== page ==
12. A case very appropriate to the nature of the assessed's intention is the one decided by the Kerala High Court in CIT v. Casino (Pvt.) Ltd. : [1973]91ITR289(Ker) . In that case, the assessed was a private limited company running a hotel business. It claimed to be an industrial company on the ground that it was buying raw materials which after cooking were converted into foodstuff which was served in the business. It was, thereforee, engaged in the manufacture and processing of goods. The court held that the hotel was really a trading business. It was not appropriate in the ordinary sense to refer to the production of foodstuffs in the hotel as being the manufacture or processing of goods. This case is an appropriate example of a reasonable interpretation of the words used in the section. The court referred to the necessity of the common parlance method of interpretation. It was observed (p. 293) :

'The natural meaning, according to the accepted usages of English speech, must be given to the term. The context or the setting in which the term appears and the nature of the enactment is also of relevance in understanding the meaning of the term. It must be said here, by way of abundant caution, that though this is normally the rule, this need not be taken to be an absolute rule of construction.'

13. An elaboration of this is not really necessary. The court has taken a common sense point of view in holding that a hotel which sells food to its customers is not a manufacturer or processor of goods. In the sense that the assessed company utilises bricks and other building materials to make a building, it cannot be said to be a processor of goods. In the same way, making doors or windows for a building is not manufacture. As held by the Bombay High Court, construction was the main object and the process of manufacture of doors and windows was an ancillary object. This view was accepted again in that High Court in the case of Shah Construction Co. Ltd. [1983] 142 ITR 696. It seems reasonable to apply the definition in the same way as the Bombay High Court unless there is something very wrong in the interpretation of the Act. Learned counsel for the assessed had urged that an interpretation favorable to the assessed should be accepted if there are two possible views. We accept this. However, inasmuch as the assessed is a manufacturer of buildings or constructor of buildings, an intermediary stage should not be taken to convert the assessed into a manufacturer of goods. A transitory or evanescent product like an R.C.C. block or a door is only a step towards making the whole building. It would not be reasonable to say that the assessed is a manufacturer or processor of goods as understood in common parlance, in the context of the definition of 'industrial company' given in the Finance Acts of 1969 and 1970. If we look at some other definition like the definition of 'industrial undertaking' in section 80J of the Income-tax Act, 1961, or the equivalent section 15C of the Act of 1922, we might get a different result. In the context of the section now being examined, we agree with the view of the Bombay High Court.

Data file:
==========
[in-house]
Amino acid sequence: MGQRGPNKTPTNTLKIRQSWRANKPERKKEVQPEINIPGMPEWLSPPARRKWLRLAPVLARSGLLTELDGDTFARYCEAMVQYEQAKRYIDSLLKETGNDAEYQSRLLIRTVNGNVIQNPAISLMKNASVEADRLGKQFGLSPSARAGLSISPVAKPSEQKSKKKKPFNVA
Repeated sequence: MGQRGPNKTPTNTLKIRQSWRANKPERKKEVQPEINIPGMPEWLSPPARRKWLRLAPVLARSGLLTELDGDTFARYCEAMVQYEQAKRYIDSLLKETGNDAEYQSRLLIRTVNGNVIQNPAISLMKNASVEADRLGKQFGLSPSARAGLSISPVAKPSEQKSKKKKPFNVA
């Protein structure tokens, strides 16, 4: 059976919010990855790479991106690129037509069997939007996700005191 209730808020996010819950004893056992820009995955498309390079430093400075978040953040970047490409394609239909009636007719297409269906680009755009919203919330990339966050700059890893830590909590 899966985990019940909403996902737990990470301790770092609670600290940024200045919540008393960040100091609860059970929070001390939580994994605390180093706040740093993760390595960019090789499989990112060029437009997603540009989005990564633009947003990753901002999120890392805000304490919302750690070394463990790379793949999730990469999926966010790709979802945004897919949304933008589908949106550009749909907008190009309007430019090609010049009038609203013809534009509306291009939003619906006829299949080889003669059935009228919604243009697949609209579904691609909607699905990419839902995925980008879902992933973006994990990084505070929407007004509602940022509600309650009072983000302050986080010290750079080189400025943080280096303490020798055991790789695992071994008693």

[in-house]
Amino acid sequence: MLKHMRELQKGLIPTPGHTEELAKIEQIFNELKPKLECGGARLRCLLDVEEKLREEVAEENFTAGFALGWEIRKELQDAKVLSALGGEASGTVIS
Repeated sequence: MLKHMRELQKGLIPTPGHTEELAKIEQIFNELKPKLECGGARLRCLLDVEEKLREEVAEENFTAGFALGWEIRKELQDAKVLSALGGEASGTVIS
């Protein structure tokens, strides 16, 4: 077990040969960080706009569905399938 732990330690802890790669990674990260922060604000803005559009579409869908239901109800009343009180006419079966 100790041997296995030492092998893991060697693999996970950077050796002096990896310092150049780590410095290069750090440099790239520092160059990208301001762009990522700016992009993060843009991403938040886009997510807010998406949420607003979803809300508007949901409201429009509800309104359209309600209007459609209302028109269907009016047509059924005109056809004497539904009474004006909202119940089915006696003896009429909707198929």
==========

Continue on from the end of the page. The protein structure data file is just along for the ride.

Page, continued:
14. We would accordingly answer the question referred to us in the negative, in favor of the Department and against the assessed. In view of the difficulty of the question, we leave the parties to bear their own costs.